94 - The Platonic Successor: Proclus

Proclus’ system, presented in original works and in commentaries on Plato and Euclid, integrates Neoplatonic philosophy with pagan religious belief and practice.

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Further Reading: 

• W. Beierwaltes, Proklos: Grundzüge seiner Metaphysik (Frankfurt am Main: 1965).

• R. Chlup, Proclus: An Introduction (Cambridge: Cambridge University Press, 2012).

• E.R. Dodds, Proclus: The Elements of Theology (Oxford: 1933).

• S. Gersh, Kinesis Akinetos: a Study of Spiritual Motion in the Philosophy of Proclus (Leiden: 1973).

• J. Opsomer and C. Steel (trans.), Proclus: On the Existence of Evils (London: 2003).

• J. Opsomer, “Proclus vs Plotinus on matter (De mal. subs. 30–7),” Phronesis 46 (2001), 154-88.

• M. Martijn, Proclus on Nature (Leiden: 2010).

• M. Perkams and R.M. Piccione (eds), Proklos. Methode, Seelenlehre, Metaphysik (Leiden: 2006).

• L. Siorvanes, Proclus: Neo-Platonic Philosophy and Science (New Haven: 1996).

• C. Steel, “Breathing thought. Proclus on the innate knowledge of the soul,” in The Perennial Tradition of Neoplatonism, ed. J. Cleary (Leuven: 1997), 293–309.

Stanford Encyclopedia: Proclus

Online Proclus bibliography

Glenn Russell's picture

Proclus and Plotinus

Hi Peter,

I listened to your podcast on Proclus a couple of times but still would like some help on the distinctions made by Gnostics, Plotinus and Proclus on the existence of evil. My understanding, stated in brief, is:

The Gnostics think matter itself is evil
Plotinus thinks matter isn’t evil but is the cause of evil
Proclus thinks matter is good but matter in conflict can result in evil

The Gnostic view is clear and clean-cut. Is there a clearer, more complete way of understanding the difference between Plotinus and Proclus? Conflict seems to be simply a fancy way of saying cause.


Peter Adamson's picture

Neoplatonists on evil

Hi Glenn,

That's a very good summary. The difference between Plotinus and Proclus is, as you say, that for Proclus matter is in a sense actually good because it has a potentiality to take on form and thus cooperate in the realization of the good. Whereas Plotinus thinks that matter cannot ever take on form, it remains "dead" and inert underneath form and is not actualized. So its only contribution is to impede the realization of form (not directly, since it is too featureless actively to oppose the good as the Gnostics think -- but insofar as form will be less perfectly realized once it appears as "decoration" on the "corpse" of matter). Proclus by contrast thinks that matter gives rise to evil by making it possible for various goods to come into conflict, which cannot happen in the intelligible realm.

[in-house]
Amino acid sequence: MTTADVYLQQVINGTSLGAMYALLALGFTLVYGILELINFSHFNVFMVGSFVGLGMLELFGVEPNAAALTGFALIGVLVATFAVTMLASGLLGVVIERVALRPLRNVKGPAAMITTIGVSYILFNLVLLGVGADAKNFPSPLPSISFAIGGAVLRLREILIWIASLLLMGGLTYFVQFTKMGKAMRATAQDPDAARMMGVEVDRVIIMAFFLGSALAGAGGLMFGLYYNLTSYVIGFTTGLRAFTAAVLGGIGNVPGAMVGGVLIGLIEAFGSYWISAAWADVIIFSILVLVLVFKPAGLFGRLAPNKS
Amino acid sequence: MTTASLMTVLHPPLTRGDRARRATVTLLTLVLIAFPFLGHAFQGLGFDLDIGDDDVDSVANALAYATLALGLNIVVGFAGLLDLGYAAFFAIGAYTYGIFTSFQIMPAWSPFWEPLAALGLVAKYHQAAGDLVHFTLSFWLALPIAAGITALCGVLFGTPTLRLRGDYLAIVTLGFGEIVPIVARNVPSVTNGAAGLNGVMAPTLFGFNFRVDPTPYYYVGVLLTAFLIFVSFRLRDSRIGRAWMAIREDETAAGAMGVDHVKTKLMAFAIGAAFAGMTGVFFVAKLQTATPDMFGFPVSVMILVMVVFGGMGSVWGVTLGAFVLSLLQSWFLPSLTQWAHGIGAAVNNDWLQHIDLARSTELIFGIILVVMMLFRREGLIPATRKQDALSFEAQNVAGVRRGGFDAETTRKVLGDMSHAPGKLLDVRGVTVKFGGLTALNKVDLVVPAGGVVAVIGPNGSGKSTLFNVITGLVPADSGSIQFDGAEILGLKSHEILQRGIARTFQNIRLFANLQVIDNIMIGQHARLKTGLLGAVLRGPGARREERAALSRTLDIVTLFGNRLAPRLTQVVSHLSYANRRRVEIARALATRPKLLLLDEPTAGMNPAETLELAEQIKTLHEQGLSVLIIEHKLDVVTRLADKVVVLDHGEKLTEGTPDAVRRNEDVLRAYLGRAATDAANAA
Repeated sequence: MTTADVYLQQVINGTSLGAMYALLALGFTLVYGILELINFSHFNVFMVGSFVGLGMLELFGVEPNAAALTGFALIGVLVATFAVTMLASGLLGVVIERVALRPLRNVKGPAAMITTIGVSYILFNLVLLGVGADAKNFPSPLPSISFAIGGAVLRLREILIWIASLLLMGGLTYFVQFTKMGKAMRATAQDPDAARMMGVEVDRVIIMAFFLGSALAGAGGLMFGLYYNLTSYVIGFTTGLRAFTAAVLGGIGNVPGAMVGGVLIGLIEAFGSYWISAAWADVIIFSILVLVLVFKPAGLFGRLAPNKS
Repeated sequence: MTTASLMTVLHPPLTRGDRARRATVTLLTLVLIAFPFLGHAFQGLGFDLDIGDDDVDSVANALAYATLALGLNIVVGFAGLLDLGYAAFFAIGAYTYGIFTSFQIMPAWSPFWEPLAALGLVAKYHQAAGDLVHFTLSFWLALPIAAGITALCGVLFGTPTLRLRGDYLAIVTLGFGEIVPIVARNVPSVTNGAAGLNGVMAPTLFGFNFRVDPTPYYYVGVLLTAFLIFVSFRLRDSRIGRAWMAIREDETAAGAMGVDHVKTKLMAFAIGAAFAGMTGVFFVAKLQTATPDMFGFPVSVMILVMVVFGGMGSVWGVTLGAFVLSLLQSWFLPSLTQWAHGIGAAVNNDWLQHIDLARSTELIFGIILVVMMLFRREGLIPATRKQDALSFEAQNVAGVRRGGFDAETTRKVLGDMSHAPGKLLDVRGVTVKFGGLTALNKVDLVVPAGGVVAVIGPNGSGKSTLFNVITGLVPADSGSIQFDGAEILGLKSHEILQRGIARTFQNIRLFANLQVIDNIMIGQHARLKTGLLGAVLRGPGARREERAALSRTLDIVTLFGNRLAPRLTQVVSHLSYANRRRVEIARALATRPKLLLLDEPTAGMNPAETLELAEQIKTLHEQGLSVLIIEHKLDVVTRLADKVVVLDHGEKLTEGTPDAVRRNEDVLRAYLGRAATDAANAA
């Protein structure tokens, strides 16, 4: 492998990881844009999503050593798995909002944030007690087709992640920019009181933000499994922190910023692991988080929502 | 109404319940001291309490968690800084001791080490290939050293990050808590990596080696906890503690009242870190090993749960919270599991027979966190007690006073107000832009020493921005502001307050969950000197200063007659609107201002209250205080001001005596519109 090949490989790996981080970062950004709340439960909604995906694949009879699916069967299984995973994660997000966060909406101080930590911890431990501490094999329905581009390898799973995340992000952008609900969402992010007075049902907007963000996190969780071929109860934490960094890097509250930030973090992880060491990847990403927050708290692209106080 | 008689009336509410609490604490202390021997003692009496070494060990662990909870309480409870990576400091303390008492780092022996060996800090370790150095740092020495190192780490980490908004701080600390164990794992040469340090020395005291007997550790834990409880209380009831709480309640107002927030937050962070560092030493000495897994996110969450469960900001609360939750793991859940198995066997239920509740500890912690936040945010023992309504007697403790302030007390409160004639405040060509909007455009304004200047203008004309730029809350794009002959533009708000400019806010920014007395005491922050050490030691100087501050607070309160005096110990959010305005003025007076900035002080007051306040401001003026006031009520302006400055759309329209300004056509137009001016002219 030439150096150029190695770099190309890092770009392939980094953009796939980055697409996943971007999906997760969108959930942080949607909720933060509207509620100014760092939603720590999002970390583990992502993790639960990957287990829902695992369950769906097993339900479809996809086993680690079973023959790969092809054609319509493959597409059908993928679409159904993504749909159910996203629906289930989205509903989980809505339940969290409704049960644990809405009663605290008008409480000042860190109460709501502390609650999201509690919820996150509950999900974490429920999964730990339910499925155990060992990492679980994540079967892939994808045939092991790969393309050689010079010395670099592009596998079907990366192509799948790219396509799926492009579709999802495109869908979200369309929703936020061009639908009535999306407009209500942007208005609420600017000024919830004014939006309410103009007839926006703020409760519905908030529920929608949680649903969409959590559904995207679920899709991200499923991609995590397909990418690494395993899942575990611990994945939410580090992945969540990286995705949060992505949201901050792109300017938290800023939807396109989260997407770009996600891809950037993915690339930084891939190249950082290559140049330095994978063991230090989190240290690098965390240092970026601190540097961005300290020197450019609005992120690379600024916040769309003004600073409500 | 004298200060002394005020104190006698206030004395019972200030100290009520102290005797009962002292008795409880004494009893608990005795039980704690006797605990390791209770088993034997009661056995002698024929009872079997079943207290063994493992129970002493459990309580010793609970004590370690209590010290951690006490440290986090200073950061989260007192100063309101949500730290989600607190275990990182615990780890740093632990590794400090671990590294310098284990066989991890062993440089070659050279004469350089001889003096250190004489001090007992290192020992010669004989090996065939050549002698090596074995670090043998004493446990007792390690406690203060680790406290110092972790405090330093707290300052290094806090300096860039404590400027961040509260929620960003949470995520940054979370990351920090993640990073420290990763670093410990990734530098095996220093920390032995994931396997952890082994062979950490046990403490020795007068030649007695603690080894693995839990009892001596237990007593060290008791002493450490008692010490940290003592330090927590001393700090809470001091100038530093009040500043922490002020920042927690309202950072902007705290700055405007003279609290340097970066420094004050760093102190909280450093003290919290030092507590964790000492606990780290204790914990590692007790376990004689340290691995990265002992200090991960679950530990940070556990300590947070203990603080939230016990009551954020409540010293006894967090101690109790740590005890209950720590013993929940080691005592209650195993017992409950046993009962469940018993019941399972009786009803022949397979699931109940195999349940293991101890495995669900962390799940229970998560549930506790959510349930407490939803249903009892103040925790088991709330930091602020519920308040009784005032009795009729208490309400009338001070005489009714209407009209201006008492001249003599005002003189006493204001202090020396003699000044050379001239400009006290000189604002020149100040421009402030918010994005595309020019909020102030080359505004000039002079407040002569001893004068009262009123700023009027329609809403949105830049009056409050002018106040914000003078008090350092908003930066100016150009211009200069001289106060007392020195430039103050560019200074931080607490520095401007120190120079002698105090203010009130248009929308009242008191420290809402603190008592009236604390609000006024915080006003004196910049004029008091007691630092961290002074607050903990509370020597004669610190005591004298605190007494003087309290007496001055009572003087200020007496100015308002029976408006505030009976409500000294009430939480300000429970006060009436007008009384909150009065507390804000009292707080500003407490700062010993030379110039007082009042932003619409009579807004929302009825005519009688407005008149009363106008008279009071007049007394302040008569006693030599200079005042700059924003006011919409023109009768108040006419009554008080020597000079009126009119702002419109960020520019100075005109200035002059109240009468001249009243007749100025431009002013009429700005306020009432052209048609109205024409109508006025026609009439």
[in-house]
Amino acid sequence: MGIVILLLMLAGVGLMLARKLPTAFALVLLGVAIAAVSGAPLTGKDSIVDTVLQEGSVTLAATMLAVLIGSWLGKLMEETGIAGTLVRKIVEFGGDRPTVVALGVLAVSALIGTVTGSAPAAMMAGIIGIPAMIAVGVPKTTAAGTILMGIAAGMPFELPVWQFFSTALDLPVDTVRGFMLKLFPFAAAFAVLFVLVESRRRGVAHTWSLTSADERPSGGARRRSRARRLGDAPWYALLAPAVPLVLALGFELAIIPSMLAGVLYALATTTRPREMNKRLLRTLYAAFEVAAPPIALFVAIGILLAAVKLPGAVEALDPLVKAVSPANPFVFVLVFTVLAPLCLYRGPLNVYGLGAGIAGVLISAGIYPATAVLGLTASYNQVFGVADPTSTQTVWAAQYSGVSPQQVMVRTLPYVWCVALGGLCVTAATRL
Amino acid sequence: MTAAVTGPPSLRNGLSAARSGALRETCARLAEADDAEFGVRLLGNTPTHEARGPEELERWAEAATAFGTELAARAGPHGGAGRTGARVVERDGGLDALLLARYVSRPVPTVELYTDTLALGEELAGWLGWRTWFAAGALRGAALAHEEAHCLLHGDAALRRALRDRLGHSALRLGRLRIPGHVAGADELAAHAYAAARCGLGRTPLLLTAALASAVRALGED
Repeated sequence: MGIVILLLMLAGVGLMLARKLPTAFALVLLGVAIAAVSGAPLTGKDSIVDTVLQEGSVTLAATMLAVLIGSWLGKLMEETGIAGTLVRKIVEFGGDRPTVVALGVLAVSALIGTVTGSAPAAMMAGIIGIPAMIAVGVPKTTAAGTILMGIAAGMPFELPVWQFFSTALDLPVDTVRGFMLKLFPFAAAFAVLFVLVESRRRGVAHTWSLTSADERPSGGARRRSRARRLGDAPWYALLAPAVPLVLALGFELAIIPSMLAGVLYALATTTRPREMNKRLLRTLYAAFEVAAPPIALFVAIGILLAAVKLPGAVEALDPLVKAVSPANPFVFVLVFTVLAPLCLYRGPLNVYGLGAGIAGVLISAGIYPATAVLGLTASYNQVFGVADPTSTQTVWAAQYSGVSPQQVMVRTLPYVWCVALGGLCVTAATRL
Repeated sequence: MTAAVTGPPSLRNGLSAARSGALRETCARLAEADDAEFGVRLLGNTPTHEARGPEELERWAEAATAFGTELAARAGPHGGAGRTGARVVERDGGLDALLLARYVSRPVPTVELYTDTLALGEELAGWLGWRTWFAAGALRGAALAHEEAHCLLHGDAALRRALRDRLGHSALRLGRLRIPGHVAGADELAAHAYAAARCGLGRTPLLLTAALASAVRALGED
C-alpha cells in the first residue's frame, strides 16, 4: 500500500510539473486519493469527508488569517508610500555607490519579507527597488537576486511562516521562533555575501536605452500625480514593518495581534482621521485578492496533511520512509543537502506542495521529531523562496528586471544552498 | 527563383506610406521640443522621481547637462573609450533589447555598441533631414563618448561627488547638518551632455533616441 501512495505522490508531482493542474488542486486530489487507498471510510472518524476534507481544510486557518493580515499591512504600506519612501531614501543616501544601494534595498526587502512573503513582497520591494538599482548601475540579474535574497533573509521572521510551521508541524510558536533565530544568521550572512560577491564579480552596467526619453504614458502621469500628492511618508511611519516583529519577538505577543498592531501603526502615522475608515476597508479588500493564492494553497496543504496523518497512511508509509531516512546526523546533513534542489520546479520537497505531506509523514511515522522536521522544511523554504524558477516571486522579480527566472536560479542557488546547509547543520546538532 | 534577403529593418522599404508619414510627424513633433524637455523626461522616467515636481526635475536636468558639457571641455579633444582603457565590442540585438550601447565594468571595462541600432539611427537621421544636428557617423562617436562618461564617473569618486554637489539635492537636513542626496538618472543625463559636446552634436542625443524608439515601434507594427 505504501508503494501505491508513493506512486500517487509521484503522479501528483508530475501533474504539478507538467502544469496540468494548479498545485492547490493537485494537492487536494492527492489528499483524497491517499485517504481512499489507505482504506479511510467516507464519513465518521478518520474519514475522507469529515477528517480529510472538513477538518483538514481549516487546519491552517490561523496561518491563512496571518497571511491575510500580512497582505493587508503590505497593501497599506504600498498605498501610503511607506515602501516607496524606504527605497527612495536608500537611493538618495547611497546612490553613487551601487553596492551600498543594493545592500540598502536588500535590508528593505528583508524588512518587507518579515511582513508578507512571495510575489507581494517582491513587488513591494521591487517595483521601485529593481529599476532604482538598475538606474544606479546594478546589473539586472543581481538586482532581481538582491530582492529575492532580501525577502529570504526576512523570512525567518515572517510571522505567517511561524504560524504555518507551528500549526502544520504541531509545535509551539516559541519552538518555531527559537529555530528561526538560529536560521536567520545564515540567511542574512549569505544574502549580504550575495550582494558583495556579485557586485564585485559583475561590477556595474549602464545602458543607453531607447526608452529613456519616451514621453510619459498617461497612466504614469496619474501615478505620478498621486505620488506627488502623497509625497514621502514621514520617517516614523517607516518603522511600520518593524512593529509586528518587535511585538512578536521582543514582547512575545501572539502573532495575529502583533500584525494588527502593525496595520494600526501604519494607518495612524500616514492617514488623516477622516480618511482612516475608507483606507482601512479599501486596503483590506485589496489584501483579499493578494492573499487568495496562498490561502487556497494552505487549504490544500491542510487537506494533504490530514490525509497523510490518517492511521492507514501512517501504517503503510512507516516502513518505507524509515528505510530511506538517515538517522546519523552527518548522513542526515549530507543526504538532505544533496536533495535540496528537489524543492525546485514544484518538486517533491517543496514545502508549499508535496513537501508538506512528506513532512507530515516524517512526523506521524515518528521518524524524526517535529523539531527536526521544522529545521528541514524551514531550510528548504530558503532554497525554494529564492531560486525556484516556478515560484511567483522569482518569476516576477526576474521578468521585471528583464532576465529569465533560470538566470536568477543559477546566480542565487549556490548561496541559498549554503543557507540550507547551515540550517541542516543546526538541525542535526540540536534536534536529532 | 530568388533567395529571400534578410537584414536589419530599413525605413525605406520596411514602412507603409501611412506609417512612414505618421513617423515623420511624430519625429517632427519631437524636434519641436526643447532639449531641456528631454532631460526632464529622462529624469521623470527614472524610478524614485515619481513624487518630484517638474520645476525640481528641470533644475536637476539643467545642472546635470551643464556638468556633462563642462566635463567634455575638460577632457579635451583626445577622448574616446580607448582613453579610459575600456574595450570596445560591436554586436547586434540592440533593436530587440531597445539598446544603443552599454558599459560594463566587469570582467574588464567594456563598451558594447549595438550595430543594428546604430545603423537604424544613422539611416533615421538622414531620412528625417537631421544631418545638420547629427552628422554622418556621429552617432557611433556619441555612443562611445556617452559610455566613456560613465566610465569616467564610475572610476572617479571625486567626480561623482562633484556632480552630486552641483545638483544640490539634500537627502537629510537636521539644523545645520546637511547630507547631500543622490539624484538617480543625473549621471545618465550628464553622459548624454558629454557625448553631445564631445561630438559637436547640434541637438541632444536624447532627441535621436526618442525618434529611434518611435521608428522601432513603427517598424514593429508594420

Does that help?


Glenn Russell's picture

Thanks --

Thanks for your clarification, Peter. Apologies for taking a year and a half to say thanks and your post does indeed help. -- I missed your reply back then.

Peter Adamson's picture

You're welcome

Better late than never! And thanks for the other post about music and yoga on episode 133.

Rory Grant's picture

Intellective gods

Hi Peter,

First of all, thank you for a somewhat more accessible companion to this subject than battling through the Elements of Theology by oneself.

You mention in the podcast the use of a triumverate of classes of Gods to ensure, without gaps, an account of intellect (nous?). That is: Intelligible gods - intelligible/intellective gods - intellective gods.

My question is, is it only the 'lowest' class of gods who Proclus equates with the traditional Hellenic Pantheon (the intelligible gods being of a higher, unknowable, order); or, are some deities of the pantheon intelligible gods, some intelligible/intellective and finally some intellective (e.g. Zeus being of a higher order than, say, Hestia)?

Please correct me if any of the context of my question is misunderstood.